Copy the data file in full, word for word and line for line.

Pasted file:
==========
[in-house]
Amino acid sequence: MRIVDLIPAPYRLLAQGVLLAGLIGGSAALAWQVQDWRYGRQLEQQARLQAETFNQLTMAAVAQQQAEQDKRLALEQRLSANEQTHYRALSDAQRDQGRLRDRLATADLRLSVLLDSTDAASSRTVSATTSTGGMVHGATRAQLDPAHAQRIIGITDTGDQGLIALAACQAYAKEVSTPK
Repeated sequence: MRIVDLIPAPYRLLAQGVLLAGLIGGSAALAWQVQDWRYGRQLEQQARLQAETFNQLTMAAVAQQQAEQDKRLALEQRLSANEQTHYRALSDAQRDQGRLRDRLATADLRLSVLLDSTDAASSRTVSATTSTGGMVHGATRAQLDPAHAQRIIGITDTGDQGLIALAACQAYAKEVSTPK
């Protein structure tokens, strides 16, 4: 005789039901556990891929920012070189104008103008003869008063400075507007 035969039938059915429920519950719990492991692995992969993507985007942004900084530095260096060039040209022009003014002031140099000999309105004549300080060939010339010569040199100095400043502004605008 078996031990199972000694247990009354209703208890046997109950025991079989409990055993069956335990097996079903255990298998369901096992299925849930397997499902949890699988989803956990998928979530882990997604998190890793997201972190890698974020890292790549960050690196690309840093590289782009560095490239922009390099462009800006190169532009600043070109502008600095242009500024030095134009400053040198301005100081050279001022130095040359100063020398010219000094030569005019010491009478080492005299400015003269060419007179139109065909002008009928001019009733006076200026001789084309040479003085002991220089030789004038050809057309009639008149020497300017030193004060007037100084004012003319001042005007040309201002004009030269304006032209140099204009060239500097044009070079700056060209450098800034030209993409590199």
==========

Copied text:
[in-house]
Amino acid sequence: MRIVDLIPAPYRLLAQGVLLAGLIGGSAALAWQVQDWRYGRQLEQQARLQAETFNQLTMAAVAQQQAEQDKRLALEQRLSANEQTHYRALSDAQRDQGRLRDRLATADLRLSVLLDSTDAASSRTVSATTSTGGMVHGATRAQLDPAHAQRIIGITDTGDQGLIALAACQAYAKEVSTPK
Repeated sequence: MRIVDLIPAPYRLLAQGVLLAGLIGGSAALAWQVQDWRYGRQLEQQARLQAETFNQLTMAAVAQQQAEQDKRLALEQRLSANEQTHYRALSDAQRDQGRLRDRLATADLRLSVLLDSTDAASSRTVSATTSTGGMVHGATRAQLDPAHAQRIIGITDTGDQGLIALAACQAYAKEVSTPK
């Protein structure tokens, strides 16, 4: 005789039901556990891929920012070189104008103008003869008063400075507007 035969039938059915429920519950719990492991692995992969993507985007942004900084530095260096060039040209022009003014002031140099000999309105004549300080060939010339010569040199100095400043502004605008 078996031990199972000694247990009354209703208890046997109950025991079989409990055993069956335990097996079903255990298998369901096992299925849930397997499902949890699988989803956990998928979530882990997604998190890793997201972190890698974020890292790549960050690196690309840093590289782009560095490239922009390099462009800006190169532009600043070109502008600095242009500024030095134009400053040198301005100081050279001022130095040359100063020398010219000094030569005019010491009478080492005299400015003269060419007179139109065909002008009928001019009733006076200026001789084309040479003085002991220089030789004038050809057309009639008149020497300017030193004060007037100084004012003319001042005007040309201002004009030269304006032209140099204009060239500097044009070079700056060209450098800034030209993409590199």